The Character and his journey. That’s what story is about, isn’t it? A character in conflict who struggles to find resolution. The journey implies an arc, something that aligns with the concept and theme and context of the setting and background and turmoils. Because a character has an arc, the story has an arc, and the lesson learned is something aligned with one or two or three bits of ‘the six things’ (which we’ll discuss later).
The story shows us how the character begins his life in this story. We see the first dimension things like how he looks, dresses, what language he uses when he speaks and thinks, the things he likes to surround himself with – all 1D elements of this character.
Then we see the second dimension things: the reasons or excuses for some of the 1D characterisations. Sounds simple, but understanding why a person does something, applying backstory to try to understand a 1D practice, is harder than it first appears. A person can be in a given situation and react in a particular manner – a practiced manner or an instinctive manner (instinct =3D, later). 2D can be the reason they do something a particular way, but the character chooses – it is choice that matters. One person may respond with a response that is reasonable based on the backstory, and the next person may react in a completely different manner. They have chosen to respond to the life-incidents that form 2D characterisation in different ways (but it better conform to the known psychological patterns [unless an alien learning how we operate, of course] and human needs).
And third dimension? This is the core of a person. Their inner beliefs and innate responses to situations. A scream when the snake runs over the path barely one step in front of them versus the other who freezes in the same circumstance. 3D is not the same for all. But it is the core of that person. This is the part of character that needs to be demonstrated as part of the character arc. In Part 1, the 3D is the weaker response, the unlearned innate or instinctive reaction. Part 2 shows the learning process and how hard it is; Part 3 shows the beginning of the fight back (and the losses and scars incurred in the process); Part 4 shows the changes at the core of the character. 3D is different in Part 4, and it should be obvious, through the whole of the story, that this is the true journey. The change.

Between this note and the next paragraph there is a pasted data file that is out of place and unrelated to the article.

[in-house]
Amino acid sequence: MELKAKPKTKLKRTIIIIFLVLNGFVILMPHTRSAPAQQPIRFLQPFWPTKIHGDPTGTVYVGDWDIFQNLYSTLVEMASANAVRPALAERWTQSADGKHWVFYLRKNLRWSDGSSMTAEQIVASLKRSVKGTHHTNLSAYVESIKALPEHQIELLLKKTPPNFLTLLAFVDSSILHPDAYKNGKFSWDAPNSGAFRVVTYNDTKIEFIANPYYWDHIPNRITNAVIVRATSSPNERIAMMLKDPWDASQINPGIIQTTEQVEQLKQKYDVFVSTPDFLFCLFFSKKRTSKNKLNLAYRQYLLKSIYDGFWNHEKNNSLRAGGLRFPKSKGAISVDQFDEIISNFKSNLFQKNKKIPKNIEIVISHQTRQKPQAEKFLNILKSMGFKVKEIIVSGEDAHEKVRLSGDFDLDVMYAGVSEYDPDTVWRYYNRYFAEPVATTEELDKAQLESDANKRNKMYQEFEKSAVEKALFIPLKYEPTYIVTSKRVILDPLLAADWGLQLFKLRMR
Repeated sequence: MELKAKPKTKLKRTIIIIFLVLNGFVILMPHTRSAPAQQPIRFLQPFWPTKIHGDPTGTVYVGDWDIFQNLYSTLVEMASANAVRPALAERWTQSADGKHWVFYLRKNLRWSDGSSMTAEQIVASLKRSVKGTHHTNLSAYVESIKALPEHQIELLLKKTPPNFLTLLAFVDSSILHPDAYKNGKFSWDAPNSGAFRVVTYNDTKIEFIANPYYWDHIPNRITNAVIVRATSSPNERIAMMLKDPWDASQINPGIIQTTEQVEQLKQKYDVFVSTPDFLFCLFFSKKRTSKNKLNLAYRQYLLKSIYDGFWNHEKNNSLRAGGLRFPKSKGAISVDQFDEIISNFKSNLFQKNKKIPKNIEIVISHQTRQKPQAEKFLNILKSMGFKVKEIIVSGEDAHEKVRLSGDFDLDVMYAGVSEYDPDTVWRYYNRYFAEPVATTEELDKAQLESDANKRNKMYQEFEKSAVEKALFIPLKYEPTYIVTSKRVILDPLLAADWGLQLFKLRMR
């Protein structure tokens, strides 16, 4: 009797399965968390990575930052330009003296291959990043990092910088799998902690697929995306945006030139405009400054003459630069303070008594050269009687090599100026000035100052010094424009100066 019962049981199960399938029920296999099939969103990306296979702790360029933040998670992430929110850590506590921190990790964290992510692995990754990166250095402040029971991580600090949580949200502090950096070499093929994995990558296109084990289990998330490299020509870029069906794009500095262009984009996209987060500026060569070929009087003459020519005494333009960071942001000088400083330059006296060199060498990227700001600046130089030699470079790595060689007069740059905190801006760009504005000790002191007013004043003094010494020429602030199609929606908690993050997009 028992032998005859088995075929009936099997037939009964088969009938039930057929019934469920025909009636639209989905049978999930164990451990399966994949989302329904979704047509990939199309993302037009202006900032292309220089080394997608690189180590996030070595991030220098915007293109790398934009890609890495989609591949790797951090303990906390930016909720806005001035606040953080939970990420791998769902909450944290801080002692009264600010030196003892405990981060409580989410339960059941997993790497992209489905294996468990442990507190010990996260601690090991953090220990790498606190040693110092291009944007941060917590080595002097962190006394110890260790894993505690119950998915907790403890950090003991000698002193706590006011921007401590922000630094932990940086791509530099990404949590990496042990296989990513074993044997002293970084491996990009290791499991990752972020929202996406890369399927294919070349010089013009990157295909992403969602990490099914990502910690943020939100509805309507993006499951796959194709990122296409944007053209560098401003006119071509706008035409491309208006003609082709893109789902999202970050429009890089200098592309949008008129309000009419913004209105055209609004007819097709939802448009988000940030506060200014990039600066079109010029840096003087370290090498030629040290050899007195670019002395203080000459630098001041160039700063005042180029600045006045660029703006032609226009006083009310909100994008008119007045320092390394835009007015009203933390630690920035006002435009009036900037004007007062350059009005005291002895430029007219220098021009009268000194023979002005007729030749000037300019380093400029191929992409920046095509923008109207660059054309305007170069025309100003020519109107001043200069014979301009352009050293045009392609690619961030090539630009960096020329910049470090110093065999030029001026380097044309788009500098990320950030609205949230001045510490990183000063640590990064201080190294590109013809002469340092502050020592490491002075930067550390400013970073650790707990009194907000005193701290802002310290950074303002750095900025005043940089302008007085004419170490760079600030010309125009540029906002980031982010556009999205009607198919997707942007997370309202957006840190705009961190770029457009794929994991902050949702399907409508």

However, that change may be limited. If a person does the whole gamut, gets to the end, does the heroic thing, and then falls back into ‘life as it was’ – is this the wrong journey? No. People are varied in how they learn and grow. Sometimes the lesson sticks, sometimes not.
Life is like a character arc. Change is hard. We may work up to making the change for the moment it’s required, and then, and then, and then we go back to what’s expected of us, or what we’re comfortable with, or ….
Character arc is the person in the story learning, being burned, relearning, struggling, and coming through for something or someone. Or not. The underlying theme is discovered through the journey he takes through the context of his story.
Remember the auto-responses: fight, flight, freeze. Show the change in character by the use of these auto (core) responses. Does learning or training change one or more? Does the fight to retain or regain something cause a change in how these auto-responses are managed?
Story is: a character in conflict who struggles to find resolution. Characterisation is where the story shows the struggle (internal and external – and the crossover).
Good luck with that!
Originally posted on SpecFicChic (by Me). Copyright Cage Dunn 2017.